At least one company is concerned about a possible shortage of heavy helicopters in Brazil. OSX Brasil SA, the shipyard controlled by billionaire Eike Batista, is building two large platforms for offshore drilling and plans to lease and operate them.
The first platform, known as a floating, production, storage and offloading unit, or FPSO, arrived in Rio de Janeiro last month and is 271.5 meters long. Crews of 45 will have to be shuttled on and off the platform every 15 days, said CEO Roberto Monteiro.
“Right now we don’t see a bottleneck for platforms operating near the coast, but for the pre-salt there’s huge bottlenecks because the helicopters must be able to come and go 300 kilometers each way, and there’s very few heavy helicopters with that kind of range,” Monteiro said in a Dec. 1 phone interview.
Madrid-based Repsol and Berkshire, U.K.-based BG are among the foreign oil producers holding concessions for some of the largest pre-salt reserves. OGX is the biggest Brazilian oil company by market value after Petrobras, though it still has to start producing oil.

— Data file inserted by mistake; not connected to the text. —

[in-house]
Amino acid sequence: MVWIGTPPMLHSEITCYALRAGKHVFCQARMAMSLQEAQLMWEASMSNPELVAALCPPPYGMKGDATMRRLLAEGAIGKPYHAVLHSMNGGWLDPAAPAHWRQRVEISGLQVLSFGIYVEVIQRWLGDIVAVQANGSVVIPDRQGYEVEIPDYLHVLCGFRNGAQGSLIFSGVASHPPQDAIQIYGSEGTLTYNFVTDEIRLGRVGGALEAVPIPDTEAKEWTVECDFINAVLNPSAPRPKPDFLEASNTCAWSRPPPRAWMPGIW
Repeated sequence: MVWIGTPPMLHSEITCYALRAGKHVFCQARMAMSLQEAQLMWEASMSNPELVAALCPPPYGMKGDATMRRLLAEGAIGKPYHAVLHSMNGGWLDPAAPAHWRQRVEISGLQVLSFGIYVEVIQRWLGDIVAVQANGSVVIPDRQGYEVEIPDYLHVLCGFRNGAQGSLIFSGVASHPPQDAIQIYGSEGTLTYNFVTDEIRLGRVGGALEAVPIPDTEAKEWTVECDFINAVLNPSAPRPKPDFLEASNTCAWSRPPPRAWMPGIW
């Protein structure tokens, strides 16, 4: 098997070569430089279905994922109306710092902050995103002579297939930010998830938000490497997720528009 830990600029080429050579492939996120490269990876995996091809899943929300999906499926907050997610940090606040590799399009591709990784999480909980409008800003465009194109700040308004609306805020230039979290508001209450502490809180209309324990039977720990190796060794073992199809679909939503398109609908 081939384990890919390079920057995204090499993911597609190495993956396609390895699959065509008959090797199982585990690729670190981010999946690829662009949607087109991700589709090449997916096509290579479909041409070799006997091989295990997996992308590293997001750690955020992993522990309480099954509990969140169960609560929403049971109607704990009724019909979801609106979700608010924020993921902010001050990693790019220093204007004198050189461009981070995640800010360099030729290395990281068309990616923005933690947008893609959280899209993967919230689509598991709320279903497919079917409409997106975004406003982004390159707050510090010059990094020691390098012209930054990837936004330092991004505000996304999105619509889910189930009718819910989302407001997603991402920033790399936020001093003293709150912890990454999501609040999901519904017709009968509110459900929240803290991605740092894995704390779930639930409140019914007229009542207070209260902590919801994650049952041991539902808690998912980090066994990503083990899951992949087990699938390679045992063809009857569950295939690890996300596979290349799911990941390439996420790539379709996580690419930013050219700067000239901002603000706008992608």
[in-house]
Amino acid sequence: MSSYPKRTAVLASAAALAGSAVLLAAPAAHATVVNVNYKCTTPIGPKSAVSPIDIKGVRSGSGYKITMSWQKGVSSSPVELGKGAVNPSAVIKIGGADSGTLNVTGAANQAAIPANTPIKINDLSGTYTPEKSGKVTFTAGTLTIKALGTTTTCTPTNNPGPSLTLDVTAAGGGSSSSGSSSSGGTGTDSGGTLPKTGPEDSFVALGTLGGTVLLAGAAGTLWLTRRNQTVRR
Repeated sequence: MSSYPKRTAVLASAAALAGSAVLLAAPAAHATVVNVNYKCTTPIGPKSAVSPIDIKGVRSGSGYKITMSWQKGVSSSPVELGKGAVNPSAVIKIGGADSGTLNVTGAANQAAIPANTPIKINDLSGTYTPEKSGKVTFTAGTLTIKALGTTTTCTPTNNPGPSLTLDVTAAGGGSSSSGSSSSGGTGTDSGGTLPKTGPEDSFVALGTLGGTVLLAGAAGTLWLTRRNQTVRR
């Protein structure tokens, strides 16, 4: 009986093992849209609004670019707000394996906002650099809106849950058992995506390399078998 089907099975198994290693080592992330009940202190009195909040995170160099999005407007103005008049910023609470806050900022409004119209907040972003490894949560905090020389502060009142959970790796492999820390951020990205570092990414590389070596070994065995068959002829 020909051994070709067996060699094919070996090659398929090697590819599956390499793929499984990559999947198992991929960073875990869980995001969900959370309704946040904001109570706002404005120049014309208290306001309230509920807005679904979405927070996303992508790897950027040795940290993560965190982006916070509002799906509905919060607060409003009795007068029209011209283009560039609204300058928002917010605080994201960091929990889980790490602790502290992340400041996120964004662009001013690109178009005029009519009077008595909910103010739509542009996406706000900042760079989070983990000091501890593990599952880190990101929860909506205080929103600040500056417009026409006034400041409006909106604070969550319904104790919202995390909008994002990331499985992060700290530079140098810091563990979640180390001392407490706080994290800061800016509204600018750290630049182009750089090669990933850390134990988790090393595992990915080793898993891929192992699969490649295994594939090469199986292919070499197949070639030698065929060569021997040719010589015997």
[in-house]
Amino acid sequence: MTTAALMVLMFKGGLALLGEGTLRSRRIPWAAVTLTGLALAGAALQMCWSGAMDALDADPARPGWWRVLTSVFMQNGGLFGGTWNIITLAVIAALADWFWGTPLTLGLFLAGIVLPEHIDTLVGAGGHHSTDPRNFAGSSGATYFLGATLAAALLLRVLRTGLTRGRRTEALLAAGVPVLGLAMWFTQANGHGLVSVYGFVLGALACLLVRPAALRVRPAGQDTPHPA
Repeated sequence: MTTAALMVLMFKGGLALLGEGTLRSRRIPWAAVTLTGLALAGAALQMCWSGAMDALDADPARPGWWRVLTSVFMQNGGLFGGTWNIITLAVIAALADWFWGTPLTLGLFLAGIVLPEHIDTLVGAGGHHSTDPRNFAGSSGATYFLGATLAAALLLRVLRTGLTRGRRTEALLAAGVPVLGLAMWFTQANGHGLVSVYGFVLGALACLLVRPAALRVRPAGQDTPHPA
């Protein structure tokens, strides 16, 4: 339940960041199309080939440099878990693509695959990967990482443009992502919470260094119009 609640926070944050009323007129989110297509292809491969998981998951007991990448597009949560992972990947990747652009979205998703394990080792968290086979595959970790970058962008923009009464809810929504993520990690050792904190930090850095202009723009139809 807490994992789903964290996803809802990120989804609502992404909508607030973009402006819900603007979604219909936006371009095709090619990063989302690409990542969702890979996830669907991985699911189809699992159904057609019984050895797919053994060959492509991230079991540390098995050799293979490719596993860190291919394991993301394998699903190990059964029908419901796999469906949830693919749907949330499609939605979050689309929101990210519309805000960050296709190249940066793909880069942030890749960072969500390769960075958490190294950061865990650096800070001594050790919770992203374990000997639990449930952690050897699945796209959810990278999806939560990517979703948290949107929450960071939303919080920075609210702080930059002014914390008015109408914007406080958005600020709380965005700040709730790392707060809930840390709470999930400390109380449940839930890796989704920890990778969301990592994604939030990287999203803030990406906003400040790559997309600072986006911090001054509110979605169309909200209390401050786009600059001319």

Petrobras also projects a 67 percent increase in vessel demand between 2010 and 2015 and the company is receiving tenders for ships to renew its fleet, according to Barclay’s West. Vessel support companies, including Hornbeck Offshore Services Inc., Gulfmark Offshore Inc. and Tidewater Inc., may benefit from the higher rig count in the next five years, according to West.
The ships the company needs are so-called supply and special vessels, used to support offshore oil platforms.
Wilson Sons Ltd., South America’s biggest tugboat operator, plans to increase its number of oil service vessels almost three times to 30 by 2017, the company’s press office said in a response to questions Nov. 30. Rio de Janeiro-based Wilson is targeting orders from Petrobras, Chief Financial Officer Felipe Gutterres has said.
Prospects for Brazil’s offshore support industry make it “one of the best in the world because of its sheer size, and the willingness to get out there, put capital to work, and drill,” said Howard Weil’s Wilson in a telephone interview.